What Meteor is to me


#1

There’s been a lot of discussion lately about why Meteor exists, what it does, what it should be, etc. I wanted to clarify what Meteor means to me: It makes my job easier

Meteor makes building custom web apps much easier and faster. I started messing around with latest Webpack builds with React lately, and I forgot how much of a pain JavaScript development really is. I don’t consider myself a JavaScript “developer” – more of an “implementer”. I can get around with Meteor quite easily, and am quite lost with some of the purist JavaScript stuff.

What I like:

  • Auto-include all files
  • DDP (obviously)
  • Not having to do exports (Globals)
  • EcmaScript in Meteor
  • React support

A lot of the complainers complain about not being able to include files, globals, etc. – which I think are all of the reasons to like it. It’s just easier and quicker to get an app out the door. As I said, I’m not a true JavaScript “programmer”, and Meteor may absolutely fail me if I was. In that situation, just don’t use Meteor, because it’s not for you. You are not their market, and you don’t benefit from the items that many others benefit from.

Where does Meteor fail?

Meteor fails me if there is something I have to jump hoops through in order to get working, and costs me time. Specifically, if it doesn’t speed up my development time or make my life easier. Right now for me, this includes:

  • Process of adding NPM packages
  • Build time
  • No component “hot” reload
  • No code splitting
  • Packages on Atmosphere that don’t work or are no longer maintained
  • Can’t easily use third-party React components

I don’t complain about these because they are cool to have or are the latest and greatest. I complain because each of these specific things makes my life easier as a developer and speeds up my development process. I am aware that MDG is working on all of these items, and I can’t wait to see what they have in store.

I think the core vision of Meteor is super-strong, as as long as they keep their focus on making my life easier as a developer, and speeding up my development process, it’s here to stay. Please don’t change either of these visions as your mission by trying to appease the nay-sayers and becoming more “mainstream”. In my eyes, that is when Meteor is no longer relevant to me, when it’s just like everything else.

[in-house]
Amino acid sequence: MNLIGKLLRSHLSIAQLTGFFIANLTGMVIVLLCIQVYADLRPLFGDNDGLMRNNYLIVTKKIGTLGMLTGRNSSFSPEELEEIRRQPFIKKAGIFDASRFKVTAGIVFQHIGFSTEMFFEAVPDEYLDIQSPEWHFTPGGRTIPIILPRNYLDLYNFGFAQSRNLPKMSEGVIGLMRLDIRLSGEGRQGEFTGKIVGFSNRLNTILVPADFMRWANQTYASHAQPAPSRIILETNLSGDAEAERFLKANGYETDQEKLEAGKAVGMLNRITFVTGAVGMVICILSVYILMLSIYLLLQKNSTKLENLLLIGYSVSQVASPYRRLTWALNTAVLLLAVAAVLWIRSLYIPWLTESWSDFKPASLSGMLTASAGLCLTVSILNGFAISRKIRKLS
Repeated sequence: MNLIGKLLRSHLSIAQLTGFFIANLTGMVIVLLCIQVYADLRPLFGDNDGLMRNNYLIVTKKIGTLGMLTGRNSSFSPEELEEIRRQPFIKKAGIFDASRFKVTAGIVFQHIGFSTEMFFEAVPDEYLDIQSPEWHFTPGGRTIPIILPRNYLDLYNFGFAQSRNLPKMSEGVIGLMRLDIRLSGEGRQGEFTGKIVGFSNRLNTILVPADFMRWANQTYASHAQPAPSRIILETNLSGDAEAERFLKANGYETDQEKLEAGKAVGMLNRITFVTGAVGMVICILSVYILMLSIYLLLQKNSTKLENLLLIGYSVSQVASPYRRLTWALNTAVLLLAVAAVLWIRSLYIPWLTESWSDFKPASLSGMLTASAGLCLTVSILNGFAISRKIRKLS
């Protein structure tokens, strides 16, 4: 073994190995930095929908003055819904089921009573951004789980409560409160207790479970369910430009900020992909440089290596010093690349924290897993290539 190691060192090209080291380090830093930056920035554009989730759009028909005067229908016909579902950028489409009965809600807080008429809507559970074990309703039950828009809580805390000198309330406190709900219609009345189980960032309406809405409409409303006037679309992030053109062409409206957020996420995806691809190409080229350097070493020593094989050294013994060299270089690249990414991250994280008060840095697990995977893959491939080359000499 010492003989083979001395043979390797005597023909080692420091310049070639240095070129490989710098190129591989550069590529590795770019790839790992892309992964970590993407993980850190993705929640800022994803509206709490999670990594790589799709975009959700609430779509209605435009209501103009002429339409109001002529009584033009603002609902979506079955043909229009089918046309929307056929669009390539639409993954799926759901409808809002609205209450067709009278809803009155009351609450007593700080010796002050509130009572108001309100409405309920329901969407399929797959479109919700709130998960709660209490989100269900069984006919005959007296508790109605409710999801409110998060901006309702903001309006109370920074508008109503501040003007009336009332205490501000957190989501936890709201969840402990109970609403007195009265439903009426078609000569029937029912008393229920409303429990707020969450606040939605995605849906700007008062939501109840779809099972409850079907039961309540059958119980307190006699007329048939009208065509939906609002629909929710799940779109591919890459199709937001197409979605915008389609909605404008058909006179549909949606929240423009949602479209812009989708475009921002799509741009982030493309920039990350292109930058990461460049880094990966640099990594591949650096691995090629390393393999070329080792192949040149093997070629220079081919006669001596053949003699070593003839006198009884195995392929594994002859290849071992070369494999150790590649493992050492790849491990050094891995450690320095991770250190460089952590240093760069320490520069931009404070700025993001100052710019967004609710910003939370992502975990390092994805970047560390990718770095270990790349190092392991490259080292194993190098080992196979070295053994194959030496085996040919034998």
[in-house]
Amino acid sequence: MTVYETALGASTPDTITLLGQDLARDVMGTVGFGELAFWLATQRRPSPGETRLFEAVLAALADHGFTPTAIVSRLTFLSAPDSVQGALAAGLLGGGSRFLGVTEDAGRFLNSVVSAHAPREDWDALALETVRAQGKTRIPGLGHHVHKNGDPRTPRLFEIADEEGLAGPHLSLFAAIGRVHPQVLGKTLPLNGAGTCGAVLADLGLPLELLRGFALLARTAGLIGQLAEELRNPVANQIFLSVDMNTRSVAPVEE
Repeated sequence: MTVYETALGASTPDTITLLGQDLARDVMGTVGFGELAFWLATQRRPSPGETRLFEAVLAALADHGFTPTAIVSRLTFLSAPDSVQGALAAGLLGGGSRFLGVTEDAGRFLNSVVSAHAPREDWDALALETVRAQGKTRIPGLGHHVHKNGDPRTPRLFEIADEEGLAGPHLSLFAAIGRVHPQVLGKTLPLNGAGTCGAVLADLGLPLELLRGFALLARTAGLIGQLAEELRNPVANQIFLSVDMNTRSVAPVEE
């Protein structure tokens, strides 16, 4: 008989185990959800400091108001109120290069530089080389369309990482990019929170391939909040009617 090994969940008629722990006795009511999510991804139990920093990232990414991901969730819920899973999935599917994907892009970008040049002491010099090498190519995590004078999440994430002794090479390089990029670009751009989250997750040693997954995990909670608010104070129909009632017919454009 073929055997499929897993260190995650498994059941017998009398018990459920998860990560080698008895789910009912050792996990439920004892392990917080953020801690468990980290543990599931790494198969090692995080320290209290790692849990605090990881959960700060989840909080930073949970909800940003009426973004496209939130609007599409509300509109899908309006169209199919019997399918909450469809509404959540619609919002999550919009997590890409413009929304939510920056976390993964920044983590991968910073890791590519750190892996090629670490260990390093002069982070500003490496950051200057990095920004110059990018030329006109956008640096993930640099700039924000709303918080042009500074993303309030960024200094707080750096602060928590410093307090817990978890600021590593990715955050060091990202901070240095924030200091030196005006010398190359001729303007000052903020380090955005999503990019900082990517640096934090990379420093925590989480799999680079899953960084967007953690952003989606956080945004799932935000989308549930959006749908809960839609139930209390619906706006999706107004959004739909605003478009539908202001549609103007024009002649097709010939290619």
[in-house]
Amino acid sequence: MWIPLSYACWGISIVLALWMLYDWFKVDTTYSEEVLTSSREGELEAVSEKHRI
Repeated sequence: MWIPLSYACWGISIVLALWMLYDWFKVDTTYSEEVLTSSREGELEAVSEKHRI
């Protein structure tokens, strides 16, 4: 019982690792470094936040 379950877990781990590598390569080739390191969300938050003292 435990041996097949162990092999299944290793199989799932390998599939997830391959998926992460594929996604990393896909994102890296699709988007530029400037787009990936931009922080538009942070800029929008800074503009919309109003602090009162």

#2

Great post! Thanks for the clear thoughts around this topic.

I personally think there are ways that Meteor could become more “mainstream” without losing some of the core features around ease of use and development speed. I think there can be a sweet spot there. For example, the use of ES2015 modules will really help here.


#3

Thanks! I agree – some others had good thoughts on convention over configuration, and I completely agree. There are probably quite a few areas where this can be applied, while still keeping the configuration to a minimum (opt-in to config).


#4

I wholeheartedly agree with the sentiment. Meteor takes care of so much stuff that I just don’t want to deal with. My pain points are shorter though:

  • No SSR
  • No progressive loading

IMO Meteor should work towards SSR the first page and progressively load the rest of the app. This is what pretty much every other framework is working on or already has.


#5

You just named all the benefits of using webpack


#6

I did. There needs to be an abstraction layer though, and that’s where I see Meteor. Make’s it easier. Way easier.


#7

I would add no support for Sql databases as fail.